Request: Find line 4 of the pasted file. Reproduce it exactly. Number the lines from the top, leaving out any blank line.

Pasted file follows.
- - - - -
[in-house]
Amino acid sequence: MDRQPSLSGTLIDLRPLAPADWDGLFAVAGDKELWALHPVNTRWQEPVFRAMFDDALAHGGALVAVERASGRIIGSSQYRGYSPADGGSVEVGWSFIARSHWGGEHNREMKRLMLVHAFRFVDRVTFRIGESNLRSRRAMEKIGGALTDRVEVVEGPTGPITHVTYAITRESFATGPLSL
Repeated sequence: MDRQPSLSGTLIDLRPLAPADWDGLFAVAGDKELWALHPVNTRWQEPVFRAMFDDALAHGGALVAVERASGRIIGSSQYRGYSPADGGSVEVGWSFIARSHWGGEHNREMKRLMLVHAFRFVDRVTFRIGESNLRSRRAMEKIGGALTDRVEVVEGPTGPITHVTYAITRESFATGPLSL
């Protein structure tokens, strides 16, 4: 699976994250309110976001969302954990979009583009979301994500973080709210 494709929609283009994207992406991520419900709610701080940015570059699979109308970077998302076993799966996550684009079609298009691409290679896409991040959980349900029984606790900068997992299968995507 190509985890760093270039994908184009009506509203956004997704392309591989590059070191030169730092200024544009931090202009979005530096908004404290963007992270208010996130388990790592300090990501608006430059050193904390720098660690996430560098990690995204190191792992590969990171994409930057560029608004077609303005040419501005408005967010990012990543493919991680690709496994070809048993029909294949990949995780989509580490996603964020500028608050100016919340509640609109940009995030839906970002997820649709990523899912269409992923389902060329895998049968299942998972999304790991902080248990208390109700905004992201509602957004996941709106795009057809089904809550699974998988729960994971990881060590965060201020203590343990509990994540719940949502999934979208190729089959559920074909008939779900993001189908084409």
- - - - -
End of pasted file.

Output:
């Protein structure tokens, strides 16, 4: 699976994250309110976001969302954990979009583009979301994500973080709210 494709929609283009994207992406991520419900709610701080940015570059699979109308970077998302076993799966996550684009079609298009691409290679896409991040959980349900029984606790900068997992299968995507 190509985890760093270039994908184009009506509203956004997704392309591989590059070191030169730092200024544009931090202009979005530096908004404290963007992270208010996130388990790592300090990501608006430059050193904390720098660690996430560098990690995204190191792992590969990171994409930057560029608004077609303005040419501005408005967010990012990543493919991680690709496994070809048993029909294949990949995780989509580490996603964020500028608050100016919340509640609109940009995030839906970002997820649709990523899912269409992923389902060329895998049968299942998972999304790991902080248990208390109700905004992201509602957004996941709106795009057809089904809550699974998988729960994971990881060590965060201020203590343990509990994540719940949502999934979208190729089959559920074909008939779900993001189908084409």